For partially and fully-banked individuals, new methods of digital payments and investment offer alternatives to the formal banking sector, which has historically come with high costs and lots of red tape. For the unbanked population, mobile banking can offer a virtual financial lifeline, facilitating first-time financial access and opening doors to.

What about the unbanked? Uulala’s got them covered.

The first wave of digital payments in Latin America has relied on the existing banking system, requiring users to load a credit card or connect to an existing bank account in order to move value into a mobile money application. Users can then pay through the app, but the payments to fund the account comes from an external source. Unfortunately, for the unbanked or underbanked, these platforms may be out of reach.

Uulala instead offers a self-contained ecosystem which allows users to create an account without any pre-existing financial access. Users first open a digital bank account within the platform and can fund it either in cash, by receiving a transfer from another Uulala user, or from an external institution, including via international remittance. Users can then acquire a debit card through the Uulala ecosystem, opening even more doors into the financial world and elevating new users out of the cash-only economy.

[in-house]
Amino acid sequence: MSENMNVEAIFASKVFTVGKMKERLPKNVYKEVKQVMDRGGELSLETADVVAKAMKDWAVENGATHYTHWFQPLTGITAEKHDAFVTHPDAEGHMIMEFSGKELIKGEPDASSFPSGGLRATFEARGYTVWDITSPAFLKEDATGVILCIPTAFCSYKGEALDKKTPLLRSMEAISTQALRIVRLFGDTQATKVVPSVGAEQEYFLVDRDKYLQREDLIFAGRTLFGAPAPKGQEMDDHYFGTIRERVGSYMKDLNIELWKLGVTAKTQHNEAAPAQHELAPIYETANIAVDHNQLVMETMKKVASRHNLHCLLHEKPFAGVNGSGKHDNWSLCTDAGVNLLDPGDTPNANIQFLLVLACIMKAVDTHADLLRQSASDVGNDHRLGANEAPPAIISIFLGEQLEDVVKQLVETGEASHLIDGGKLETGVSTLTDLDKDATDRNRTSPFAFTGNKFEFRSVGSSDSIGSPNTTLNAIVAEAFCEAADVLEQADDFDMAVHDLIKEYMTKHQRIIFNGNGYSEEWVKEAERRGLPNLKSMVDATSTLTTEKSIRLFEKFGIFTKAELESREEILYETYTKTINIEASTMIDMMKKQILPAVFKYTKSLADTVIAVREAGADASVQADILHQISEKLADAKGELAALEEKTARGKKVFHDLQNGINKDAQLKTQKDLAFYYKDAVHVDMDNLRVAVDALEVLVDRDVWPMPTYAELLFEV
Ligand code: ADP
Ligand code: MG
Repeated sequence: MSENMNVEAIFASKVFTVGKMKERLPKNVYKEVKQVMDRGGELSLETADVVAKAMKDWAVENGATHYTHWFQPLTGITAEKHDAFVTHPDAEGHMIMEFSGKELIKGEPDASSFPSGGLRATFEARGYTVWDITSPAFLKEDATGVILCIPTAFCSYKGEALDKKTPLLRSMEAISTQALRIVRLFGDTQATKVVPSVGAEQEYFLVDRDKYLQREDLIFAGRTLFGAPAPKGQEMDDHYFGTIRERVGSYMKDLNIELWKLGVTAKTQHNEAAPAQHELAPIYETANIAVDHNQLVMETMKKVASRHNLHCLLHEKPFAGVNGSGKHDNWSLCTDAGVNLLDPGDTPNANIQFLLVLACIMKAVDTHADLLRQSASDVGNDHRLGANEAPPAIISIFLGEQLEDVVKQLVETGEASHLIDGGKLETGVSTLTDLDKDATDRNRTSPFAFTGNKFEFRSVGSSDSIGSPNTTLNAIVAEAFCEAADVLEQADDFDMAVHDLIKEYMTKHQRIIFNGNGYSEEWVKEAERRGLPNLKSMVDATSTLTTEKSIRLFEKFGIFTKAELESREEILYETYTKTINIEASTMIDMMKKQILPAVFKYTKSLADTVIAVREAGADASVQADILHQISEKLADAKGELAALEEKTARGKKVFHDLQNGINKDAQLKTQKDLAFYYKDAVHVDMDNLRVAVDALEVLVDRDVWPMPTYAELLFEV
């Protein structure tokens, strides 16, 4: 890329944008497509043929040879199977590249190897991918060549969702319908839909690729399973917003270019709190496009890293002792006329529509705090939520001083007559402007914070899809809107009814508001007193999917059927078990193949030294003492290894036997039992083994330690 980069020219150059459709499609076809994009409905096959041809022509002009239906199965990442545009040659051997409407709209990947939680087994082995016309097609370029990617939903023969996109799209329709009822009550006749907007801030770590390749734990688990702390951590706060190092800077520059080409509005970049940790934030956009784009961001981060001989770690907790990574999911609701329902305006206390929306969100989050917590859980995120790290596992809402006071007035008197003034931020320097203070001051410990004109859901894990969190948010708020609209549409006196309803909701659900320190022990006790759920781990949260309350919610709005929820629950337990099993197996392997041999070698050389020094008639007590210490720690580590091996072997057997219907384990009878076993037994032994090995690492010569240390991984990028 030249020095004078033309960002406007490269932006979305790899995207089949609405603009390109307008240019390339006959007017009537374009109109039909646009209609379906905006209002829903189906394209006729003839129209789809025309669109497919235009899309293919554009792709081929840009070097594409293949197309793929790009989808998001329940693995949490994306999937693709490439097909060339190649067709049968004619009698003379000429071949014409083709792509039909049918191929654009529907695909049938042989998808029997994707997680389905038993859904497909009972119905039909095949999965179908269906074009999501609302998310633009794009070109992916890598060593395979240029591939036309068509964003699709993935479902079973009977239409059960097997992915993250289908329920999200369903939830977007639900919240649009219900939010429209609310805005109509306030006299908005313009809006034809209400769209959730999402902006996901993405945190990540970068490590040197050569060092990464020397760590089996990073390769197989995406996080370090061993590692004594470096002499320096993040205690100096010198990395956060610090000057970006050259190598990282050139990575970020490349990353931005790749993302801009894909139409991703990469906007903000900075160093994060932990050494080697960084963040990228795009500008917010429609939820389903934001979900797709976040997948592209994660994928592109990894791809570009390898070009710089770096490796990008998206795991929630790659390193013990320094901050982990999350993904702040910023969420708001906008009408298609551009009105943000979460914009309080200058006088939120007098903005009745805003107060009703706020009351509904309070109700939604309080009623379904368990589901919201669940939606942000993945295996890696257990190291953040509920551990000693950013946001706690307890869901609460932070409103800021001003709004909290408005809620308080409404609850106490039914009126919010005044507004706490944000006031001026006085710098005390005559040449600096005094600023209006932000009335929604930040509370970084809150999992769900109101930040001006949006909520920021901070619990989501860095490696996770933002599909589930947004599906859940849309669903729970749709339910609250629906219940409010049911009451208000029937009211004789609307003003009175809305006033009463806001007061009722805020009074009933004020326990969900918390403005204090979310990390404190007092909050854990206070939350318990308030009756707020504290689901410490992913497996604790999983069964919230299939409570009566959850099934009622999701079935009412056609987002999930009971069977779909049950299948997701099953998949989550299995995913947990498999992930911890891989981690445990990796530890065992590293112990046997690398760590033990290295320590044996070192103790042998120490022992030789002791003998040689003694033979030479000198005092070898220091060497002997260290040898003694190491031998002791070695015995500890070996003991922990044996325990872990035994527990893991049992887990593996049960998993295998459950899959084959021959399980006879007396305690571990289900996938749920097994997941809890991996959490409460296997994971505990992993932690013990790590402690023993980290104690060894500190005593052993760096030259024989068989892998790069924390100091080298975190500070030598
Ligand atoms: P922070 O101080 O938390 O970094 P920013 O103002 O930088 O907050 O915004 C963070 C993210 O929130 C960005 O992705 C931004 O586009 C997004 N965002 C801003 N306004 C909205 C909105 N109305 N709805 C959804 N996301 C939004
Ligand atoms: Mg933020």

Mexico’s Fintech regulations are attracting new ventures

Good regulations are actually good business, at least in the world of financial technology.

Globally, the adoption of Fintech applications has generally preceded the adoption of regulation, and the proliferation of unregulated ventures can lead to a chaotic and insecure investment scenario, especially in developing countries. Mexico has acted to pre-empt such chaos by introducing broad but not stifling regulations for financial technology, helping to build a more stable and predictable environment for investors and consumers alike.

Mexico’s Fintech law is considered to be the first of its kind in its comprehensive regulation of digital financial products, including cryptocurrencies, crowdsourcing, and digital payments. The country has now become a world leader in Fintech regulation, with other economies looking to it as an example of thorough and adaptive regulation for the sector. The section of the regulation governing digital access exchanges may need to be modified if Mexico wants to enhance their cryptocurrency presence around the globe but for Fintech, in general, the playing field is wide open.

Las opiniones compartidas y expresadas por los analistas son libres e independientes, y solamente sus autores son responsables de ellas. No reflejan ni comprometen el pensamiento o la opinión del equipo de Latam Fintech Hub y, por lo tanto, no pueden interpretarse como recomendaciones emitidas por la plataforma. Esta plataforma es un espacio abierto para promover la diversidad de puntos de vista en el ecosistema Fintech.